One of the smartest things the framers of the United States Constitution did for the future of the government they were designing was to both mandate freedom from state-sponsored religion and freedom to choose one’s own form of worship.

These principles were concisely summed up in a single phrase in the First Amendment, “Congress shall make no law respecting an establishment of religion, or prohibiting the free exercise thereof; …” Unfortunately the “establishment” clause has recently been eroded by the conservative majority on the U.S. Supreme Court and is likely to be further eroded in Carson vs. Makin, a case originating in Maine.

The framers weren’t operating in an historical vacuum. They were among the most informed, traveled and experienced men of their era. And they were fully aware of a clear lesson taught by history: that mixing religion with the muscle and money of state power tends to create a toxic brew of intolerance, persecution and violence. They were doubtless mindful of the century-and-a-half of European religious warfare which raged between Catholics and Protestants from the early 1500s through the mid-1600s.

Carson arises from a Maine statute that requires communities without a public secondary school — numbering over half of Maine’s 260 school administrative units — to provide tuition assistance for their students to attend a public school in a nearby district or an approved private school of their parents’ choosing. To qualify, however, the private school must meet basic state curriculum requirements and be “nonsectarian,” consistent with the state’s policy of providing a religiously neutral free public education system.

In Carson, three families brought suit claiming the tuition assistance law violated their right to free exercise of religion by denying them State funding for their children to be educated at a religious school where a local public high school was not available. The U.S. District Court for Maine and the First Circuit Court of Appeals rejected their challenge. The parents appealed to the U.S. Supreme Court, where the case was argued in December and now awaits the Court’s decision.

The problem isn’t that faith-based schools don’t teach STEM courses, languages or the arts. It’s that many of their policies in admissions, hiring and curriculum are grounded in their particular religious doctrines.


One of the two religious schools associated with the Carson case, for instance, has a mission of “instilling a Biblical worldview in its students,” provides religious instruction that is “completely intertwined” with its curriculum, and teaches that the Bible is the “final authority in all matters.” Because of its “high Biblical standards,” it will also not hire teachers who are homosexual or transgender. The other school likewise provides a “biblically-integrated education,” has a philosophy “based on a thoroughly Christian and Biblical worldview,” and refuses to employ teachers who are homosexual.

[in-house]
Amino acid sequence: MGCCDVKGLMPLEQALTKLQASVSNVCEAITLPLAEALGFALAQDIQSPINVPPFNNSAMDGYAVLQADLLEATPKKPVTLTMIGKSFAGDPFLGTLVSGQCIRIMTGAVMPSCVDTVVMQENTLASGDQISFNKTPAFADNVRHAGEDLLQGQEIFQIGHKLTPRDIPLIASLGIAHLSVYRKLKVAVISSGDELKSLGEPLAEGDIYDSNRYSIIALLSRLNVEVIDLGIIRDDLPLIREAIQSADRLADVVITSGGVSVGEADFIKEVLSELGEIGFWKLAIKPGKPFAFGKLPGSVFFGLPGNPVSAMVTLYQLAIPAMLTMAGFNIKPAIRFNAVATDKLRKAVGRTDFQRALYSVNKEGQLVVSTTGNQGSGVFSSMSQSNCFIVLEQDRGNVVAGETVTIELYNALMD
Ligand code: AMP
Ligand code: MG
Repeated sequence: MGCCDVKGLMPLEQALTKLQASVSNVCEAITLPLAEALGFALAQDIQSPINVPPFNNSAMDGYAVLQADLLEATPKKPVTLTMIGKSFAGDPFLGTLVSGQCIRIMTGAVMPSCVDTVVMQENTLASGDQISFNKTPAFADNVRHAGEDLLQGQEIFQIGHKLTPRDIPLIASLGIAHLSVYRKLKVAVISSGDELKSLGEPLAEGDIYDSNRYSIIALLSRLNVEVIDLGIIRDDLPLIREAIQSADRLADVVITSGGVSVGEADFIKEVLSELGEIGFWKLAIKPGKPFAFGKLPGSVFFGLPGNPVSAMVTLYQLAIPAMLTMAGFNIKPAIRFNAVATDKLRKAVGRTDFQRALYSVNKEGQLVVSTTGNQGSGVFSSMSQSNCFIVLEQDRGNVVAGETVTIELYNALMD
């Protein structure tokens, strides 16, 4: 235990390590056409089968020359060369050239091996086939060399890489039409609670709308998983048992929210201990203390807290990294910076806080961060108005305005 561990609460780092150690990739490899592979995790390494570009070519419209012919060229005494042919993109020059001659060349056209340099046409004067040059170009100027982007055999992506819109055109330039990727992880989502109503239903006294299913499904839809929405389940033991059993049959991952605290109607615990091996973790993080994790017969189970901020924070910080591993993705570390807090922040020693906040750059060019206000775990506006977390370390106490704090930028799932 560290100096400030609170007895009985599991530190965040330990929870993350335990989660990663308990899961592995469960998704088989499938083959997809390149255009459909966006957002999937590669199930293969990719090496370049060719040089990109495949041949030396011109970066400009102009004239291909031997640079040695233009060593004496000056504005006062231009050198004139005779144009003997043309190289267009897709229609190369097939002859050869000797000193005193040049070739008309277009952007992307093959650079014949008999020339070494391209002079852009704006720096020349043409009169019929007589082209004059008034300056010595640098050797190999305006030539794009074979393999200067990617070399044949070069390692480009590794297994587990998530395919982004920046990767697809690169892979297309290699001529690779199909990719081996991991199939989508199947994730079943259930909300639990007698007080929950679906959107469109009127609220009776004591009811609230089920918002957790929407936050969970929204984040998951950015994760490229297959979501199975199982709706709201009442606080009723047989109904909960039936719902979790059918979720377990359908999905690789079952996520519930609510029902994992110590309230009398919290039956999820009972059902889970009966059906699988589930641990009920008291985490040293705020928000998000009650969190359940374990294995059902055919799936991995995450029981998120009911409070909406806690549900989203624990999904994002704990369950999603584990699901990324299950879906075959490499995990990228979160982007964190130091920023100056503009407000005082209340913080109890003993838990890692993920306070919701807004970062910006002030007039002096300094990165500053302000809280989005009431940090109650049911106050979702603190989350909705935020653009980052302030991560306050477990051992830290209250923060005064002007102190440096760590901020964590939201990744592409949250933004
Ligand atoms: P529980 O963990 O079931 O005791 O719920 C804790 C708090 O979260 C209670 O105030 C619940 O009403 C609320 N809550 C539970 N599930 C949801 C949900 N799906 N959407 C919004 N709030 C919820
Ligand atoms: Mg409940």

The U.S. Supreme Court has, over the past five years, become increasingly solicitous of public funding for religious schools. The 2017 Supreme Court case of Trinity Lutheran v. Comer held unconstitutional a state law barring public subsidy to a church-owned preschool for resurfacing its playground. In the 2020 case of Espinoza vs. Washington Dept. of Revenue, the Court upheld a state law that provided public tax credits to those who donated to organizations providing scholarships to private schools, including schools controlled by a “church, sect or denomination.”

Although both cases prohibited denial of a public benefit to schools based solely on religious status or affiliation, they did it not answer the bigger question — whether such schools can be denied public funding if they intend to use that funding to pay for religious instruction or indoctrination. Carson may provide the answer.

The challenges to church-state separation appear to be coming primarily from those who wish to promote public support for Christian schools. However, the precedent, once established, should open the door for schools of other faiths, such as Islamic madrassas, Jewish yeshivas and Hindu academies. Nor would religions outside the mainstream necessarily be excluded. I don’t know, for example, if Rastafarians maintain religious schools, but, if they do, I don’t see why they couldn’t qualify.

Such a precedent could not only precipitate battles over what constitutes a qualifying “religion” but over how to shape curriculum when religious tenets conflict with secular teaching (such as Biblical creationism versus the theory of evolution) and whether to enforce anti-discrimination statutes in religious schools that deny admission or employment to applicants who are homosexual, transgender, atheist, pro-choice, etc.

Above all, it could result in public moneys being used to indoctrinate students with narrow or intolerant sectarian world views, thereby aggravating the schisms in our society and making our “more perfect union” even less perfect than it already is.

So let’s say a prayer that the Supreme Court refuses to create a precedent that requires public funds to be used to pay for religious education.

Elliott Epstein is a trial lawyer with Andrucki & King in Lewiston. His Rearview Mirror column, which has appeared in the Sun Journal for 15 years, analyzes current events in an historical context. He is also the author of “Lucifer’s Child,” a book about the notorious 1984 child murder of Angela Palmer. He may be contacted at [email protected]

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